One of the pre-production versions of the AH-6i (Image © Boeing)

Three dozen Little Birds to reinforce Saudi Arabia

The first of three dozen “Little Birds”, of the newest AH-6i version, are soon to arrive in Saudi Arabia sources within the US armed forces confirmed in April 2015. The Kingdom choose the small versatile helicopters as part of a big modernization program to beef up its forces.

Thirty-six Boeing AH-6i choppers are meant to stream to Saudi Arabia the coming years, as well as 12 MD Helicopters MD 530Fs based on the similar Hughes OH-6 design and up to 82 Boeing AH-64E Apache Guardians plus 72 Sikorsky UH-60M Black Hawk helicopters. So far the production of 24 AH-6i choppers have been confirmed.

The “Little Birds” prove quite successful in support of ground forces and as special forces transportation, having been deployed with US forces in difficult war zones like Somalia and Afghanistan during the past decades.

Flown by a crew of two, with a more powerful Roll-Royce engine, a six-bladed main rotor and many avionics and mission software from the heavier AH-64E Apache Guardian, the AH-6i is a relatively affordable asset – both in purchase costs as per flight hour. It can be equiped with a variety of weapons like 12.7 mm guns, AGM-114 Hellfire missiles against ground targets, as well as rocket pods attached to two points on each side of the chopper. A sensor turret from L-3 Communications is installed on the chin of the chopper. The AH-6i made its first flight on 1 May 2014.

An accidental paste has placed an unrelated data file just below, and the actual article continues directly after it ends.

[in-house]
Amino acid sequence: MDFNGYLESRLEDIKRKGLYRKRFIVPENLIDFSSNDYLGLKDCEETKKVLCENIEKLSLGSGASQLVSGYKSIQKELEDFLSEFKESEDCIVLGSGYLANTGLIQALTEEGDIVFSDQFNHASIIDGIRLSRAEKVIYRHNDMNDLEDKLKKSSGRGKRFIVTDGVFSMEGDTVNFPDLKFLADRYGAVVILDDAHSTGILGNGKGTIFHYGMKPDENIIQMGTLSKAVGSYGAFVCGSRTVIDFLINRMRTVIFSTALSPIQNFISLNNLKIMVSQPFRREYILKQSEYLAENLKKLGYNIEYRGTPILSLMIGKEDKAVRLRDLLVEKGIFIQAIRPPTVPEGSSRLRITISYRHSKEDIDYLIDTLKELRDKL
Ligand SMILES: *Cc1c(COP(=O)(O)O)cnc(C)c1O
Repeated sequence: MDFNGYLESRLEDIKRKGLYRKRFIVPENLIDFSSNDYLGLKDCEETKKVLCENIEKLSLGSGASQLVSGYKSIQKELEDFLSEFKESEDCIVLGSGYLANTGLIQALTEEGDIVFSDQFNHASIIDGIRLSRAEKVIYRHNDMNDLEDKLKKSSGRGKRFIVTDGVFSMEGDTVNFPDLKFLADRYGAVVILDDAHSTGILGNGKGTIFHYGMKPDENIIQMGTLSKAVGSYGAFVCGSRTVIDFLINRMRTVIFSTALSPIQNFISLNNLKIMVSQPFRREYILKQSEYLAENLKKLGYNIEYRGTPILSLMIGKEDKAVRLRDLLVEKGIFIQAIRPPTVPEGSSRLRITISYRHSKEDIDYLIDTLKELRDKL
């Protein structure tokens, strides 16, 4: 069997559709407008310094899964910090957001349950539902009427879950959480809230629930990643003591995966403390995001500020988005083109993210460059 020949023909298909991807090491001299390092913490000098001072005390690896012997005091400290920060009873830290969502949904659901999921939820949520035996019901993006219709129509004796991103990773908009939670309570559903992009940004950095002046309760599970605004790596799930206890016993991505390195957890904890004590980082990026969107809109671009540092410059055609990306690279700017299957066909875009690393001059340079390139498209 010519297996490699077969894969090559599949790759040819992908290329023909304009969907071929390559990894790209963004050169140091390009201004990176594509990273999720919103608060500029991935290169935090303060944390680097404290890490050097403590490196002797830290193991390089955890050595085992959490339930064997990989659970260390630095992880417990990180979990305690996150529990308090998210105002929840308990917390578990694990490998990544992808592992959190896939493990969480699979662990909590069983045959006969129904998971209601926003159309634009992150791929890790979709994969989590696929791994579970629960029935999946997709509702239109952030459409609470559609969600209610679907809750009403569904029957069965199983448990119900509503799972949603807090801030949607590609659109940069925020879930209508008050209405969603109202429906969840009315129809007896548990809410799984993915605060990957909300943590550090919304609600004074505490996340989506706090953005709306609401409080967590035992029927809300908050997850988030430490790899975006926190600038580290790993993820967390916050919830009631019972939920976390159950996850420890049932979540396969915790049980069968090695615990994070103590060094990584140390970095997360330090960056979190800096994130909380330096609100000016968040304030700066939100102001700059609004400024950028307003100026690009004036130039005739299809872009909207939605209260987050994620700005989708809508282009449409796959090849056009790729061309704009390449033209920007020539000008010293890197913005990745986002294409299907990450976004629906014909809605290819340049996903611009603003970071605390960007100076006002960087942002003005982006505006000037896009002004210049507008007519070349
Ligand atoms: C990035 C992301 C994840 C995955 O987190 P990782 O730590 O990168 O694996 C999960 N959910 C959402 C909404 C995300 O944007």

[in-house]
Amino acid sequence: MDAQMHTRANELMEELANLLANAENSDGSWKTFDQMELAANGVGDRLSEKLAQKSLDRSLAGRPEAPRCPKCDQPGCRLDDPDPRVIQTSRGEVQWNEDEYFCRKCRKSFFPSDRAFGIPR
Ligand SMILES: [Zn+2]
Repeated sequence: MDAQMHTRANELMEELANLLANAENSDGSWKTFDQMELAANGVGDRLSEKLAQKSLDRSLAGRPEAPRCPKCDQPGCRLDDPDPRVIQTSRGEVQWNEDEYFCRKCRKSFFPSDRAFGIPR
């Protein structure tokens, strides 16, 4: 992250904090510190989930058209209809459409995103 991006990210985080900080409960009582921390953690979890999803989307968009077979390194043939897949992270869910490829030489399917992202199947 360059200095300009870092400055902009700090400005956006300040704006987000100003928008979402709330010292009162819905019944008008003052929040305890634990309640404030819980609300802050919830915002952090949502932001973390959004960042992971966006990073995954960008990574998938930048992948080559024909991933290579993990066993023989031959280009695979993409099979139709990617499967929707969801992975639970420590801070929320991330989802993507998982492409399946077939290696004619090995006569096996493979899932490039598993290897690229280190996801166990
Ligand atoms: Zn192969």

The MD530G over the Yuma proving grounds in the United States (Image © MD Helicopters)
See the differences? This is a MD 530G over the Yuma proving grounds in the United States (Image © MD Helicopters)

OH-6 Cayuse
The “mother” of the AH-6i was developed by Hughes in the 1960s as the US Army’s new Light Observation Helicopter, named OH-6 Cayuse but often referred to as “Loach”, and its civilian model number 369. Since then more than 1,400 OH-6s have been produced.

McDonnell Douglas bought Hughes in 1984, with Boeing absorbing McDonnell Douglas in 1997. By then the “Little Birds” were of the MD 500 type, both for military and civilian customers. Since the US Federal laws prevented Boeing of continue with the civilian versions – federal judges were afraid Boeing would become to powerful for Bell or Sikorsky to compete – MD Helicopters became its own company.

No laws prevent MD Helicopters for developing military versions and that is why both Boeing and MD Helicopters produce and export armed newer versions of the legendary Model 390.

© 2015 Airheadsfly.com editor Marcel Burger
Featured image (top): One of the pre-production versions of the AH-6i (Image © Boeing)